Should Catalonia adapt to the law, or should the law adapt to Catalonia?
M: There is a deeper problem: I would like to know how many people, of the voting age population, have voted for the current Constitution (approved in 1978). We should rethink all laws we apply to anything that happens in this country.
P: Perhaps in this case, where the conflict is between two countries, it’s not the Catalan or Spanish law that should be adapted, but the European one.
M: It’s interesting that you say that because Pedro Sánchez (the current president in office) uses the same narrative. We speak of Europe as a saviour when it is precisely the EU who is committing serious human rights violations, such as allowing people to drown in the Mediterranean Sea.
P: That’s a much broader issue, but I think Spain owes a lot to Europe on an economic level. Although legally, Europe does not do many things because it does not have the power to do so. Indeed, Europe doesn’t partake here because we could list several European countries with territories who seek independence.
Playing around with political fiction: what do you think is a viable option to unblock this situation?
M: We have to get to a point where we Catalans are listened rather than judged. And obviously, there must be a dialogue between politicians.
P: The first essential thing is to go through the general elections because every time any politician makes a statement, it is absolutely clear that it is winning or losing votes. From then on, politicians must realise that the majority in Catalonia is not divided between the two huge ideologies, independence or union. They should start thinking beyond that and proposing policies that affect everyone.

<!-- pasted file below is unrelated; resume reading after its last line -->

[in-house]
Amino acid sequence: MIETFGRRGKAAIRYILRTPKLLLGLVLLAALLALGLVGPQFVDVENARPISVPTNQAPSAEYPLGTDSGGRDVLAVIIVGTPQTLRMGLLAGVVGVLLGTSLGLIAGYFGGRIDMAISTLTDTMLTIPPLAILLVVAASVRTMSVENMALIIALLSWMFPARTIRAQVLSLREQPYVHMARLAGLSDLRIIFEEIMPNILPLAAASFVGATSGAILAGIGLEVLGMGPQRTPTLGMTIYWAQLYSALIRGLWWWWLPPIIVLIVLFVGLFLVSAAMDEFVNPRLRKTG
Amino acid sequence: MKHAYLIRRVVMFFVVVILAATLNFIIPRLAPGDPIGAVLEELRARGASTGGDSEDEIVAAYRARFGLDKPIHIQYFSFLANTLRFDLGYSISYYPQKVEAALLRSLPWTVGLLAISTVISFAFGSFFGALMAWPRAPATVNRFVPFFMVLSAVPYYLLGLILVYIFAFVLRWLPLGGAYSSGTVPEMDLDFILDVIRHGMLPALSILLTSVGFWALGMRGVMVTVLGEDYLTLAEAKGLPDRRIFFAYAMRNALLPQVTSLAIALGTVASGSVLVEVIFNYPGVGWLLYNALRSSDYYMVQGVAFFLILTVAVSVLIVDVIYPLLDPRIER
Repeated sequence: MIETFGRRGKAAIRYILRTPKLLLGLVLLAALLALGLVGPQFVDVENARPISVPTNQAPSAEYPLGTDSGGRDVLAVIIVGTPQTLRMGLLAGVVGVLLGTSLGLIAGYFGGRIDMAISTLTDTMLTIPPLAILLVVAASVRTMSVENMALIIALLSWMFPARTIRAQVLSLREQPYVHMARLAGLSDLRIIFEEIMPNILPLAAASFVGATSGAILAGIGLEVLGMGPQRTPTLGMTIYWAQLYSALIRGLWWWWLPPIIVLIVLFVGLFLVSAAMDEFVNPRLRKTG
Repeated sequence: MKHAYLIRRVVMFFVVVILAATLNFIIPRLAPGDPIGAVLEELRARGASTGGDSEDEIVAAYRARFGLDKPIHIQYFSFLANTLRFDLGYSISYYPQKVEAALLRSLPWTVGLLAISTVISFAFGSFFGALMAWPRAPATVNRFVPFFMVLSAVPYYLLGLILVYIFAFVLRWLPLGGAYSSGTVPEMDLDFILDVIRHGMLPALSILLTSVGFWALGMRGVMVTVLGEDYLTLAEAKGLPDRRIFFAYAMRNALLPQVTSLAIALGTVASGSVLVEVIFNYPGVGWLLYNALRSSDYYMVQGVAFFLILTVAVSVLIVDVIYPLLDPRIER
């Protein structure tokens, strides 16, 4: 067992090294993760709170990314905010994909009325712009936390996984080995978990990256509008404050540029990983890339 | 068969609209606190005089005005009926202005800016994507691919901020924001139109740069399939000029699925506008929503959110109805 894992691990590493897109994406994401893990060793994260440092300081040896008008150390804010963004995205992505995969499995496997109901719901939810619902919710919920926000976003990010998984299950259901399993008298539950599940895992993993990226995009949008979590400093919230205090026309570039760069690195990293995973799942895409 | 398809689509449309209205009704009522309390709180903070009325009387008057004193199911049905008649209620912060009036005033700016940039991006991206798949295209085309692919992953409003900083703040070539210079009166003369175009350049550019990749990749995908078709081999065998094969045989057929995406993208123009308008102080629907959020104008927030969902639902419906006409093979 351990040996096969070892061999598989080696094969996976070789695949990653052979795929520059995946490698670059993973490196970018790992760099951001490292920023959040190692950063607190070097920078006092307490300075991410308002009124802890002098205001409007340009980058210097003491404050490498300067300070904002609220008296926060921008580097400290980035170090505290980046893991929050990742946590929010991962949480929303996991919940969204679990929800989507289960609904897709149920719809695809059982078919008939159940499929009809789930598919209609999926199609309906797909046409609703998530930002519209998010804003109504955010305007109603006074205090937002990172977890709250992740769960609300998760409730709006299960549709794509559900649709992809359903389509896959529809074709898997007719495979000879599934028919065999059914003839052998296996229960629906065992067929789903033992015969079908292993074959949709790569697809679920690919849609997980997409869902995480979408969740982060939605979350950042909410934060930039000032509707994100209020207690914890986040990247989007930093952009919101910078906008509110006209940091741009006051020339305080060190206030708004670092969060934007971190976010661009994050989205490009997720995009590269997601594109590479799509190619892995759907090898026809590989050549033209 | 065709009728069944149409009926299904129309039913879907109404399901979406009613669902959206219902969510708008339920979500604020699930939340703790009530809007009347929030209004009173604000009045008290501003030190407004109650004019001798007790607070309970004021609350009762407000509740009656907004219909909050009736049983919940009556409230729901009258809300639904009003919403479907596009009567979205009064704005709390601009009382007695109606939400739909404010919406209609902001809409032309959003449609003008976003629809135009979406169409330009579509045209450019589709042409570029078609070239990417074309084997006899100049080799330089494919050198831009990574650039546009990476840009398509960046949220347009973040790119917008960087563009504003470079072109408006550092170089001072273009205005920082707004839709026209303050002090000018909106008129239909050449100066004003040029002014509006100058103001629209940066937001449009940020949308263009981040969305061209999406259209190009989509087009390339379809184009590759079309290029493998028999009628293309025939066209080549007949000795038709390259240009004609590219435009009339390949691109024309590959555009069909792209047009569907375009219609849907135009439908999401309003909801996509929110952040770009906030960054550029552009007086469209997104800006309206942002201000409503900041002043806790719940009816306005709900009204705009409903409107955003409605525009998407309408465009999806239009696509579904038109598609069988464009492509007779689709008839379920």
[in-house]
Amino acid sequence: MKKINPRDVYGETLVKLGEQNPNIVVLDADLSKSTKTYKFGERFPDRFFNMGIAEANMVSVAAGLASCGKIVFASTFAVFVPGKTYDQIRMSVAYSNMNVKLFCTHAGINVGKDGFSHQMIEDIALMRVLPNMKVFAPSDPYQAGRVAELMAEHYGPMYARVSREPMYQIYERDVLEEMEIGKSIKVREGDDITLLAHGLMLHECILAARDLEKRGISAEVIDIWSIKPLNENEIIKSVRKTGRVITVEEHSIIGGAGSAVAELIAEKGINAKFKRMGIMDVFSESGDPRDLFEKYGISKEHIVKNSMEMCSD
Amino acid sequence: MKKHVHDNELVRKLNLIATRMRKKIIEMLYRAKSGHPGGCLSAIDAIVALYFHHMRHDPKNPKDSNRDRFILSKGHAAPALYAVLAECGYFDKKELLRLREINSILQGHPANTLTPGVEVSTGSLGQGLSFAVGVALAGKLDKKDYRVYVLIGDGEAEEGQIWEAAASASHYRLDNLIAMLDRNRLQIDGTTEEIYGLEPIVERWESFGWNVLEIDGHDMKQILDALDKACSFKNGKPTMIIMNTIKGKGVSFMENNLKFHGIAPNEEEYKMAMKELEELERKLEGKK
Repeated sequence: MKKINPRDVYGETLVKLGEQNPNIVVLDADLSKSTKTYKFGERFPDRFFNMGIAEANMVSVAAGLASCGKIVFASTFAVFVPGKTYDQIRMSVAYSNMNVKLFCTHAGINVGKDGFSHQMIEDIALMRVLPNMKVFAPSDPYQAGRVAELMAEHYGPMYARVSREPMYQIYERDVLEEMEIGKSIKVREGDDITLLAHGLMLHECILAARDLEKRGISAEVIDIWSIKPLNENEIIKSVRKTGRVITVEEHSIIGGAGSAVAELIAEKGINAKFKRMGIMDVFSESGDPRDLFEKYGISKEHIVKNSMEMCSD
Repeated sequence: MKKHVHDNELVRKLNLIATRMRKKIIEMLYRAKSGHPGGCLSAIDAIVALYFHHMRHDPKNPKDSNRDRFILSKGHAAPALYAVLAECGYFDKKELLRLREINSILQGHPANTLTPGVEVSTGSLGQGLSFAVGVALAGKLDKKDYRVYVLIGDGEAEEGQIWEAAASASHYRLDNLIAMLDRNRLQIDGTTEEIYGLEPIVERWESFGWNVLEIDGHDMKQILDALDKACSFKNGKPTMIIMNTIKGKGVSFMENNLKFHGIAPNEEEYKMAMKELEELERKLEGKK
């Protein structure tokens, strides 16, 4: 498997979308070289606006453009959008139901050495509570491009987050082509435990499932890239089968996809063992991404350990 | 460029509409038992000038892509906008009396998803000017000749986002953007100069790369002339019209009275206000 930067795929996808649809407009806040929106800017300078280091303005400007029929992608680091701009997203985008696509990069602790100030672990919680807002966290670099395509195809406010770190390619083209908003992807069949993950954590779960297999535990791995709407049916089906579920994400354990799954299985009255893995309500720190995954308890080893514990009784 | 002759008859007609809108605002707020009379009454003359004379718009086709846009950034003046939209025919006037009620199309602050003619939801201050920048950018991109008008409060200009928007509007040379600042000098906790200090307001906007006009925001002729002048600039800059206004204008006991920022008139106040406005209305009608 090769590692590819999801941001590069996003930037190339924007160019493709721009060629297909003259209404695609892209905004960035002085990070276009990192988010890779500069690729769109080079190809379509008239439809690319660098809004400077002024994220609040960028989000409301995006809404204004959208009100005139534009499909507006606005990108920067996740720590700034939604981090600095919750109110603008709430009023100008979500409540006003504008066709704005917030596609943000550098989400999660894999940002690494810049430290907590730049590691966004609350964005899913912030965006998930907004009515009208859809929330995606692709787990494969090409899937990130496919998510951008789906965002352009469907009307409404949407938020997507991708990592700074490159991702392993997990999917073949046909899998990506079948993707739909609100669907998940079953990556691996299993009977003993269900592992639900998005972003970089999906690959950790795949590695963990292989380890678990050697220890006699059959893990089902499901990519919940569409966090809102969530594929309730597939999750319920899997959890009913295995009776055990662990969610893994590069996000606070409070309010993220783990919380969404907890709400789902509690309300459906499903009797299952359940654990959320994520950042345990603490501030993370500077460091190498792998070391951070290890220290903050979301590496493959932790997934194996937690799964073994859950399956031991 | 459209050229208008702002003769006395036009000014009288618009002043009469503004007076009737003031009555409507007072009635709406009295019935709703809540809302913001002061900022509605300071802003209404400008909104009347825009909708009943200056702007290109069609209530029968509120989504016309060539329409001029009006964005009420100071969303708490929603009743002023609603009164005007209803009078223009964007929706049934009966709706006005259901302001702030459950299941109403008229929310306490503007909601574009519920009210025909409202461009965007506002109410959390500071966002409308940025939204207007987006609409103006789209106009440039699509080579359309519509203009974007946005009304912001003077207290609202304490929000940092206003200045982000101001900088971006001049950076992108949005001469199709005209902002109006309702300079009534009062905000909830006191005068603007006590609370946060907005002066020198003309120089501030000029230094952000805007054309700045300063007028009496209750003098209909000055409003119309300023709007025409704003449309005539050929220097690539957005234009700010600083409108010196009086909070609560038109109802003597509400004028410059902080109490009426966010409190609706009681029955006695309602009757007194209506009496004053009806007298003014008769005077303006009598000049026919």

How do you perceive violence (in its broadest sense)?
P: I am worried about the situation in which we find ourselves, not only about the violence in the streets, which I consider to be an occasional thing but also about the political situation in general. The leaders can’t talk to each other, there’s no sign that the Spanish legal system is going to change… It’s an uneasiness that leads me to wonder, „where is this taking us?”
From what you said at the beginning, Maria, you have been following the protests more actively. How do you perceive, or have you perceived violence in your milieu?
M: A lot of people gather together and with so much tension and stress it’s easy for a spark to go off and for the riots to start. It happened, for example, on Monday, the first day of protests, at the airport. I also think we are doing this interview right now only because there has been violence. That is to say; it has managed to get it out of Catalonia and Spain.
P: I don’t agree at all. From the media, it seems that the riots are eclipsing the rest of the movement. We are given images of what is happening elsewhere, in Chile, for example, but here is with less intensity. On the other hand, the reporting from the October 1, 2017 referendum in which people were seen sitting in polling stations and being beaten by the police were much more powerful.
M: So, if the press won’t listen to us because worse things are happening elsewhere and Europe, at a political-legal level, doesn’t care either, what do the images matter? Torra and Sánchez should talk. We can take to the streets and protest, but politicians must sit down, talk and realise that it is not a fair judgement and do something to change it. Until that happens, I don’t think we can see any independence, nor can we see Spain worth living in.